Update: This story was update on Sept. 24 at 10:24 a.m. to include statements from Avangrid spokesperson Paul Copleman.
By MATT LINDSEY
PARISHVILLE – A Parishville man will get to stay on the New York Siting Board on Electronic Siting and the Environment following a motion by a wind developer to have him removed for what they say was a conflict of interest.
Hon. Kathleen H. Burgess mailed a letter to Gary Snell Sr. stating that the siting board had no authority to disqualify or remove Snell from the board.
“She said I can stay on the board unless I decide to recuse myself – which I will not be doing,” he said.
Burgess said Snell should consider the following when making his decision “whether he has personal bias or interest with respect to the matter involved.”
Avangrid, the wind tower company that wants to build 40 500-foot turbines in Parishville and Hopkinton, filed a motion Sept. 1 to Snell, the chairman the Concerned Citizens for Rural Preservation, a local group opposed to wind towers removed from the state siting board overseeing the proposed project.
In a letter addressed to Honorable Kathleen H. Burgess, Avangrid said Snell should not have been eligible to be a member of the siting board due to a “bias or interest.”
“We maintain that he can't act both as an objective judge of the wind farm and as an active advocate against it,” Avangrid spokesperson Paul Copleman said.
Snell has publicly stated that he is opposed to wind towers in Parishville and Hopkinton, but he says he will listen to testimony before making his decision.
“His actions are in direct conflict with the role a fair and unbiased board member must play, seeing that he's already a party to this proceeding as someone leading a group opposed to the wind farm,” Copleman said.
“I indicated to her (Burgess) that I can do a fair job,” Snell said. “My work has been to educate the people about the issue.”
In a letter to Hon. Burgess Snell states that “my interest in the project is as an educator seeking to learn all facets of this process, while ensuring the health, safety, and well-being of all residents, wildlife and the environment of Hopkinton and Parishville are protected.”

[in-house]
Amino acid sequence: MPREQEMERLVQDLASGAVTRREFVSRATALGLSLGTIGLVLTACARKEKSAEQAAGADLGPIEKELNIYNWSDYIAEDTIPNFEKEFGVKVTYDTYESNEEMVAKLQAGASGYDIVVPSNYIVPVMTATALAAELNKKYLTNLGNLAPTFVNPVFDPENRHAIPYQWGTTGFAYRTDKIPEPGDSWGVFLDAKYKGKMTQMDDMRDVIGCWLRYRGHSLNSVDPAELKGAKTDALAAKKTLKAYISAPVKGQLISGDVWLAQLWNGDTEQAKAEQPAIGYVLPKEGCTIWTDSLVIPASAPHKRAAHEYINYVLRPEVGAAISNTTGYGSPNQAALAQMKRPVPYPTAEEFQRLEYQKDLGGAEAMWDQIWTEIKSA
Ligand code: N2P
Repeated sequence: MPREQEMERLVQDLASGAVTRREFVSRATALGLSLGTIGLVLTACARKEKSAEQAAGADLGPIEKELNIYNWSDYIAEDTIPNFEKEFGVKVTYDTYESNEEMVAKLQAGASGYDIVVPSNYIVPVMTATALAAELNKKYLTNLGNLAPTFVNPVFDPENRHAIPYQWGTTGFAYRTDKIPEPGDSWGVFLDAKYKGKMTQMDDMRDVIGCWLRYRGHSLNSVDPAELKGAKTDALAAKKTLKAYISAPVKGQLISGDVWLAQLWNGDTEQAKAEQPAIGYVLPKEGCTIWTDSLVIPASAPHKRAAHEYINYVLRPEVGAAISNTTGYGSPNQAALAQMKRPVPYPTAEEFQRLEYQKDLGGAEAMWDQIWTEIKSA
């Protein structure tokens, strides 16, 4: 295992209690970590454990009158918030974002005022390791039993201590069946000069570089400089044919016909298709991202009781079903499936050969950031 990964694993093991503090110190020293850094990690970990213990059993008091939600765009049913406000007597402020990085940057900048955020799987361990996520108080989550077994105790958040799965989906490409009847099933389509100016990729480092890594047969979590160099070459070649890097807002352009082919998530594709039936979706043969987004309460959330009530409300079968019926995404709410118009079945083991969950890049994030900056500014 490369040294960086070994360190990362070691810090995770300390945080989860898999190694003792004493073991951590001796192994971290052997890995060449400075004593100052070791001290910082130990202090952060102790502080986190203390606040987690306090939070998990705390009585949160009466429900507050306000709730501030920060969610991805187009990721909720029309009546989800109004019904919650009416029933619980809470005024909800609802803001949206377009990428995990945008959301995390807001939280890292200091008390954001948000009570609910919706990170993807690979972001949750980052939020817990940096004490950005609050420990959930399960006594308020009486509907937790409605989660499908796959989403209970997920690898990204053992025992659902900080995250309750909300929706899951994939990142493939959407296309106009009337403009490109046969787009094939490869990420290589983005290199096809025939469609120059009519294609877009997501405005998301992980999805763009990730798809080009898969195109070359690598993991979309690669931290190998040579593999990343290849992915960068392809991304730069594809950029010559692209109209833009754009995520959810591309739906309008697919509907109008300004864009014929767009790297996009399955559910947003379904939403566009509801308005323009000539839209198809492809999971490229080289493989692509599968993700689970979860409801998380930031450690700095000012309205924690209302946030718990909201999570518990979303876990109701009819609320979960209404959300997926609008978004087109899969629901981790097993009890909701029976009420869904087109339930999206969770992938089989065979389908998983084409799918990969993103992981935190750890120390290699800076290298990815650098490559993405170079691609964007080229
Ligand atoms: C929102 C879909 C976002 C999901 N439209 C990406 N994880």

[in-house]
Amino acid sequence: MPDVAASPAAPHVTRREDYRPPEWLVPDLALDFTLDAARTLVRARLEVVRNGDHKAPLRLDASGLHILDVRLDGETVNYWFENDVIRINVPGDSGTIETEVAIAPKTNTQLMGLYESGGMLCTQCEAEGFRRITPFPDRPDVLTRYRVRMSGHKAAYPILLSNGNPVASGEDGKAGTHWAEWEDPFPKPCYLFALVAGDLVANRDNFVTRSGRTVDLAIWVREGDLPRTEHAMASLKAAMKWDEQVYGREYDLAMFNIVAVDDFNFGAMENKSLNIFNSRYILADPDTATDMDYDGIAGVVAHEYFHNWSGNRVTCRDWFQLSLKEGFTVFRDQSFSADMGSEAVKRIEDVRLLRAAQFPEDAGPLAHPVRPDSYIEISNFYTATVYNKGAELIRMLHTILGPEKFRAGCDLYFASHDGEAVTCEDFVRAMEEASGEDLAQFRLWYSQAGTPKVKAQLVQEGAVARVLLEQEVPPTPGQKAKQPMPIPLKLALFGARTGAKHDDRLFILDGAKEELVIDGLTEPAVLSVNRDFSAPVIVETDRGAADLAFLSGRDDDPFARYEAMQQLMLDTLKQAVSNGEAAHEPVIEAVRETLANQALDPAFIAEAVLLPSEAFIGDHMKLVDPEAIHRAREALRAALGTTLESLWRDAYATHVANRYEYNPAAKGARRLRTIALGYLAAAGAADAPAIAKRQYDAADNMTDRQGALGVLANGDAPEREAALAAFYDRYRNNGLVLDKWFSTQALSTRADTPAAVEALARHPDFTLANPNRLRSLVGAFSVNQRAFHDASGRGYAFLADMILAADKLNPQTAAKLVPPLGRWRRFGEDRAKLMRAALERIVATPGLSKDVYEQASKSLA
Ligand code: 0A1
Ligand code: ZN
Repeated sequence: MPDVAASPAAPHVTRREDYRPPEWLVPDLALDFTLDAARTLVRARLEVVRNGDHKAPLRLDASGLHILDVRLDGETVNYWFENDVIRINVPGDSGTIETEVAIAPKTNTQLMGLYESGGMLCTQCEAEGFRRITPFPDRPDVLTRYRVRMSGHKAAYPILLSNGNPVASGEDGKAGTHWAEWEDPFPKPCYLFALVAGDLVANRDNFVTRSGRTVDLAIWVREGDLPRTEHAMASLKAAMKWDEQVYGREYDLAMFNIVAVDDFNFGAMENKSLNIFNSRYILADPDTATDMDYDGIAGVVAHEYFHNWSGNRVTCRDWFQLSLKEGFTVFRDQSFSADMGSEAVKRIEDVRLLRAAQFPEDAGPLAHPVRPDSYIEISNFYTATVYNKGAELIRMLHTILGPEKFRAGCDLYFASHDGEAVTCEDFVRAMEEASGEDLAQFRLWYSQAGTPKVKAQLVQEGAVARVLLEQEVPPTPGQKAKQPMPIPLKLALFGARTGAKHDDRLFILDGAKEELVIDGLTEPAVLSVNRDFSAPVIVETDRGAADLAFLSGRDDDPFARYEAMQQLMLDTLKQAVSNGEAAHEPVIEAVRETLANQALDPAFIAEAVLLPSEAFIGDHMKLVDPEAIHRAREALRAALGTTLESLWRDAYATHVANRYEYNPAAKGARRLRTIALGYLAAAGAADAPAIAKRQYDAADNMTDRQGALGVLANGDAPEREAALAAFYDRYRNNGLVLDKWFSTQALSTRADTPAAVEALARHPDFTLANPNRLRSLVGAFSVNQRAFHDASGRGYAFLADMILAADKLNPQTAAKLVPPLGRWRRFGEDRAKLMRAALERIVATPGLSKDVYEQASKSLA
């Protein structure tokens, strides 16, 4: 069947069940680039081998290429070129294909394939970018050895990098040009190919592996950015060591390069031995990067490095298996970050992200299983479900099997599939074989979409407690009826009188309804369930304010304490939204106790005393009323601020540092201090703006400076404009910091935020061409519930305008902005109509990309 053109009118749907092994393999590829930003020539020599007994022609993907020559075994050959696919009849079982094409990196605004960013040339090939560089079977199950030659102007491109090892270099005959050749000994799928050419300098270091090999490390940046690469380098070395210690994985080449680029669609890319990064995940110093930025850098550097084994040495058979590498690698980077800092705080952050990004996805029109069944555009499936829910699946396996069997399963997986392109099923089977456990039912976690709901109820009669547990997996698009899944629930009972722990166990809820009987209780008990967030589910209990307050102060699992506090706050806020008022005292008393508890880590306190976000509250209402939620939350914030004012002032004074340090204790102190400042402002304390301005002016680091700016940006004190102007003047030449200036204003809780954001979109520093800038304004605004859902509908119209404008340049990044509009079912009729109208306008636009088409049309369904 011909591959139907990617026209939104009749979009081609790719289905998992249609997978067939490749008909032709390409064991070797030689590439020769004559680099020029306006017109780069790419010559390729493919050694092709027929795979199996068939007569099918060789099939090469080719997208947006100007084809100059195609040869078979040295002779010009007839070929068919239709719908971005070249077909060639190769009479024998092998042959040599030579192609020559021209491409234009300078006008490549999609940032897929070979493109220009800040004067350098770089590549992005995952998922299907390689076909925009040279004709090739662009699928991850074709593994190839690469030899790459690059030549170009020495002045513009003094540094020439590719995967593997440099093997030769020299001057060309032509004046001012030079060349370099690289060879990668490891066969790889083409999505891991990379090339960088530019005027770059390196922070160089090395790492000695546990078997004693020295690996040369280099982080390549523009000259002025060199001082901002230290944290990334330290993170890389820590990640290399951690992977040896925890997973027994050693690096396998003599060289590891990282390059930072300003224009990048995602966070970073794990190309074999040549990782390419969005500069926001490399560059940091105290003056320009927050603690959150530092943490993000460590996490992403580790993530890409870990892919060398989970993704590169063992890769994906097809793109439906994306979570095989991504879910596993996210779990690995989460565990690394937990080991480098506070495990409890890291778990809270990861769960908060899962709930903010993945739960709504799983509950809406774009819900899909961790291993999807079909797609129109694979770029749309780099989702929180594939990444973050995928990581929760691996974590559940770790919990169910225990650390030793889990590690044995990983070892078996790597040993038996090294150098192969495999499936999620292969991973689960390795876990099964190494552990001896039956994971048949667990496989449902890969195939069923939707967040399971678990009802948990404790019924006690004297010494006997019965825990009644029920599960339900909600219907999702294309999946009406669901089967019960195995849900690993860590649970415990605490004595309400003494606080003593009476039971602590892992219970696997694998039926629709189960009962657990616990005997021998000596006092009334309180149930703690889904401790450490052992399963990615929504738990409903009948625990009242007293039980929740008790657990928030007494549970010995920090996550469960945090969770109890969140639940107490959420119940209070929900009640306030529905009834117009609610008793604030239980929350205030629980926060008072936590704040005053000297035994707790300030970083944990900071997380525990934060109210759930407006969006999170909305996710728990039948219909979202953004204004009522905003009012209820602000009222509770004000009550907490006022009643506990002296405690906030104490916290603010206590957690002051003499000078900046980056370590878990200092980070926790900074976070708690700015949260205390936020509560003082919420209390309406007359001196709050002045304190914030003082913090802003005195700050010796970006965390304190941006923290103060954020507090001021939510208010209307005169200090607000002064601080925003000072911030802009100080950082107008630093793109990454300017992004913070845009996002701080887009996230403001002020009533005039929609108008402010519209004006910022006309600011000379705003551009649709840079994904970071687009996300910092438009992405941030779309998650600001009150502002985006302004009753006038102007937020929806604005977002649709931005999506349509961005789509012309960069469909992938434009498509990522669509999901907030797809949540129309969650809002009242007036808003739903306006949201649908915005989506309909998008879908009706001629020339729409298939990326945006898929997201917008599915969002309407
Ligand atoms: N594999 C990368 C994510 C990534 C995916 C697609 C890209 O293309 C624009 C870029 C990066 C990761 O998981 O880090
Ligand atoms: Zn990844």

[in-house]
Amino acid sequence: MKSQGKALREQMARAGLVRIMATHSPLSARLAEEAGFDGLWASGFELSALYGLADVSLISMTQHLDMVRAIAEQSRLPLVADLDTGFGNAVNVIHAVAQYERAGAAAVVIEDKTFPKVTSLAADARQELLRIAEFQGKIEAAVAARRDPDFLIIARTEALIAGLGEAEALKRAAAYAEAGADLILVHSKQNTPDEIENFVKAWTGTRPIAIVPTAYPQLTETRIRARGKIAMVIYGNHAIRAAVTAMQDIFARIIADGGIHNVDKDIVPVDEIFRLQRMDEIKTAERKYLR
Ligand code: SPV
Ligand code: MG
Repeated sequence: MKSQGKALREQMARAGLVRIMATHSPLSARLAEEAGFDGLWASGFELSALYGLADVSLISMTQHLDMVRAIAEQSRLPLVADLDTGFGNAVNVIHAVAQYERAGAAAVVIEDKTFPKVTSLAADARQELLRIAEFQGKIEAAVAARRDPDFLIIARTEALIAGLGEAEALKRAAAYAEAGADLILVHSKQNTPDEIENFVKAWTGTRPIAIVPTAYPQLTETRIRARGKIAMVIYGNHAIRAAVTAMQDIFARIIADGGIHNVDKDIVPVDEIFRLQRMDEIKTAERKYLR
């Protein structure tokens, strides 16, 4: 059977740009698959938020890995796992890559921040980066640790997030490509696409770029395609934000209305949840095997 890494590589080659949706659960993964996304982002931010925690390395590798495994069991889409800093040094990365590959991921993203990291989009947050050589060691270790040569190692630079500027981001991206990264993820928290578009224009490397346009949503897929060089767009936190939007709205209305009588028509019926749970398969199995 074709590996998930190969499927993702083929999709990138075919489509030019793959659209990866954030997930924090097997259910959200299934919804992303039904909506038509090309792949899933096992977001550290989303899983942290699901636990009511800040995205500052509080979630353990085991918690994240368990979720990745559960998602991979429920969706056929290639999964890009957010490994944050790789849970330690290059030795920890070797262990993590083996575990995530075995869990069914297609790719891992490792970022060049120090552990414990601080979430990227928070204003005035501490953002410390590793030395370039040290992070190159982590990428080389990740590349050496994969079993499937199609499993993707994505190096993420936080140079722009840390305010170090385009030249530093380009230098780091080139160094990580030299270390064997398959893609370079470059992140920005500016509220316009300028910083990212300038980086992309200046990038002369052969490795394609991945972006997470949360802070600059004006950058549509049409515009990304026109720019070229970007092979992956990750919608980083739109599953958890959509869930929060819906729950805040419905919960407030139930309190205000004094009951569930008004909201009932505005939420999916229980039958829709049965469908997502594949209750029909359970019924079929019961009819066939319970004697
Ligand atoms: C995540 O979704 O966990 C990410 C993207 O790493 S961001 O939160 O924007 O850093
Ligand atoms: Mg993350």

He goes on to say in his letter that: “Unfortunately, important information about this proposed project has not been readily available to date. It is my belief that uncovering, evaluating, and understanding all aspects of the project is essential to informed decision-making. Critical evaluation does not constitute bias.”
Testimony will be given from both sides of the wind issue, including experts and town officials.
Snell says he has never stated he will vote against wind towers.
“I’ll listen and make up my mind and vote to protect the health and safety of residents,” Snell said.
He will be one of seven votes.
The state siting board is tasked with overseeing the permitting process for power plants of 25 megawatts (MW) or greater. The board has five state-appointed members and two local members. Snell was nominated by the Town of Parishville Supervisor Rodney Votra and St. Lawrence County. He will represent Parishville and Ernest Parker was chosen to represent Hopkinton.
No timetable has been announced for when the siting board will meet, but Snell said the state is still waiting on Avangrid to file an application.
The earliest date for application for the North Ridge is likely during the second quarter of next year, Copleman said.
Snell was appointed to the siting board Aug. 2. He has no plans to step down from his role as chairman of the CCRP as well.